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TikTok-famous pet lion in Cambodia was returned to its owner after country's prime minister stepped in

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A pet lion is reunited with its owner after it was confiscated by Cambodian authorities after the prime minister's intervention. It's not known if this picture was taken recently.
  • A pet lion was confiscated by Cambodian authorities last week after it was spotted in several TikTok videos.
  • He was returned to his owner after Cambodia's Prime Minister Hun Sen stepped in.
  • The Ministry of Environment said previously the lion was being kept illegally.
  • For more stories go to www.BusinessInsider.co.za.

A pet lion that was confiscated by Cambodian authorities last month in an upscale Phnom Penh district has been returned to its owner after Prime Minister Hun Sen stepped in.

The lion was confiscated late last month after authorities saw TikTok videos of it roaming in a villa in April. It was then moved to a wildlife reserve.

The lion's owner, whose name is Zhai Xinjiang, appealed to Cambodian authorities to have the lion returned.

"I am not troubled by the allegations that I used the animal to flaunt my wealth. I am just saddened by accusations that I mistreated the lion. I never removed his teeth or claws as alleged in the media and online. We loved him and he was a member of our family. We have never inflicted any harm on an animal," Zhai told the Khmer Times.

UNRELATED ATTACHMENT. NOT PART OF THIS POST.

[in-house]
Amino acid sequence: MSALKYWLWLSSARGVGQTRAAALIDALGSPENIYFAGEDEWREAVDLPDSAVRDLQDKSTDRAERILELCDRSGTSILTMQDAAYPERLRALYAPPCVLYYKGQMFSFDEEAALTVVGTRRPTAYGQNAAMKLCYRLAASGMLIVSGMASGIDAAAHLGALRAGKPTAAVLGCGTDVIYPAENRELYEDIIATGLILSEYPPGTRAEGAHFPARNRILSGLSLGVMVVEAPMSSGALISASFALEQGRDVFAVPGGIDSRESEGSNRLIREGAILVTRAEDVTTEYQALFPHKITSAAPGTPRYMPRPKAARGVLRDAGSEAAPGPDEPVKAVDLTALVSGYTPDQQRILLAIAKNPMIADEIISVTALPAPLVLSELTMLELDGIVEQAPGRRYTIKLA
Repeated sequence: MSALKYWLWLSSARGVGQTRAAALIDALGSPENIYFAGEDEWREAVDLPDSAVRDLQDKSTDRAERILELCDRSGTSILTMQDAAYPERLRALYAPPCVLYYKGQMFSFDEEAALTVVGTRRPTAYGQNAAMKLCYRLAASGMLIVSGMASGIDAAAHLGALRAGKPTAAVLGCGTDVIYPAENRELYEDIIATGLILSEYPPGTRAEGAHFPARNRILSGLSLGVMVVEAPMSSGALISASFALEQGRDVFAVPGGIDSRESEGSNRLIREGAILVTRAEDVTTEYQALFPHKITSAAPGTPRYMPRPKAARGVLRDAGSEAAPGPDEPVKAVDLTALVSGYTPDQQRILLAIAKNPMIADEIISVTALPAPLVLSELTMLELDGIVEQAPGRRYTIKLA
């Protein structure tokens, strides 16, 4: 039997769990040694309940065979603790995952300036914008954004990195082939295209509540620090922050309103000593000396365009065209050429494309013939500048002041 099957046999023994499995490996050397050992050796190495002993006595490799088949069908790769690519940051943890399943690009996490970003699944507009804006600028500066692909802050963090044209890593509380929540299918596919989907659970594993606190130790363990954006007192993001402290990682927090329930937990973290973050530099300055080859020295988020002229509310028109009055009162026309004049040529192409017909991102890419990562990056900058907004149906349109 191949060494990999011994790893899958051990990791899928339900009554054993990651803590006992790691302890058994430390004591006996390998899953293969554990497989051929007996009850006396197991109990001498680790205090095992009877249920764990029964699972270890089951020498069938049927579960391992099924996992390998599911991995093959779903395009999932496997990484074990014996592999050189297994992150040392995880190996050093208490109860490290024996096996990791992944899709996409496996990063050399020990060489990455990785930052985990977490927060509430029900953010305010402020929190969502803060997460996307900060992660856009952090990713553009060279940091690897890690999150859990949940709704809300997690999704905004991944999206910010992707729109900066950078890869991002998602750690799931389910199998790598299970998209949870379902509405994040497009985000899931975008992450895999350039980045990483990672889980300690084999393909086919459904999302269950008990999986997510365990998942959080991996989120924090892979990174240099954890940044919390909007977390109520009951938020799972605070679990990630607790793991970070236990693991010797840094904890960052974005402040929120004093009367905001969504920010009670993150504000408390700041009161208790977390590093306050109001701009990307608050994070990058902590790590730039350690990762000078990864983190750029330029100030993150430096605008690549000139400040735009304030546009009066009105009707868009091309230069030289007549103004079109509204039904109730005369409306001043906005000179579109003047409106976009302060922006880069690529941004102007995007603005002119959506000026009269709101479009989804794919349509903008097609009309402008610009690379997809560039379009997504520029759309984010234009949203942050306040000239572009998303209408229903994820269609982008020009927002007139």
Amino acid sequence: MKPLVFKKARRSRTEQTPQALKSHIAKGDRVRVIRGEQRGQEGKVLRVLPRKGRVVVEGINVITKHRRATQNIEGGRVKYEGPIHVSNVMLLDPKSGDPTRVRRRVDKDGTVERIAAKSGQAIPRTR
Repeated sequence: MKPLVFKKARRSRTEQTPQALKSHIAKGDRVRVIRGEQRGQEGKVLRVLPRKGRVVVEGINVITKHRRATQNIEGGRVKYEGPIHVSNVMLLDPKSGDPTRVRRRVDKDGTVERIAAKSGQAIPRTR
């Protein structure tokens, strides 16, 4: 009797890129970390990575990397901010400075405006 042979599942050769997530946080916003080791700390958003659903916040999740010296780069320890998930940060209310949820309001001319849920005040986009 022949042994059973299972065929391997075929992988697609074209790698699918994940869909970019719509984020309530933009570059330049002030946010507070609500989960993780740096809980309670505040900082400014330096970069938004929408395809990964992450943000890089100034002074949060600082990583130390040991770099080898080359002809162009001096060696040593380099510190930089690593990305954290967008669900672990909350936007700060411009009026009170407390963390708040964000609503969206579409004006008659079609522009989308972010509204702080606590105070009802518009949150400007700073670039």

The prime minister responded in a Facebook post on Sunday that he decided to return the animal to Zhai after speaking with Agriculture Minister Veng Sakhon. He called the situation a "special case."

Speaking to Voice of America Khmer, Sakhon called the prime minister's decision "sympathetic," adding that authorities will continue to look after the wellbeing of the lion.

Zhai, whose Facebook moniker is Qi Xiao, posted an open letter on Facebook on Monday thanking the prime minister and authorities for their help and confirmed that the lion is now "home." In the post, he also included pictures of the lion with his French bulldog.

"Because of this action, we have seen the tolerance and care of the Kingdom of Cambodia towards foreigners and made me feel that based on the rule of law, any kindness and sacrifice will not disappoint," he wrote.

Wildlife Alliance, a wildlife conservation organisation that partnered with authorities to confiscate the lion, said in a statement last month that a villa was "inappropriate for a wild animal," adding that being defanged and declawed "drastically reduces a lion's quality of life."

Wildlife Alliance did not respond immediately to a request for comment.


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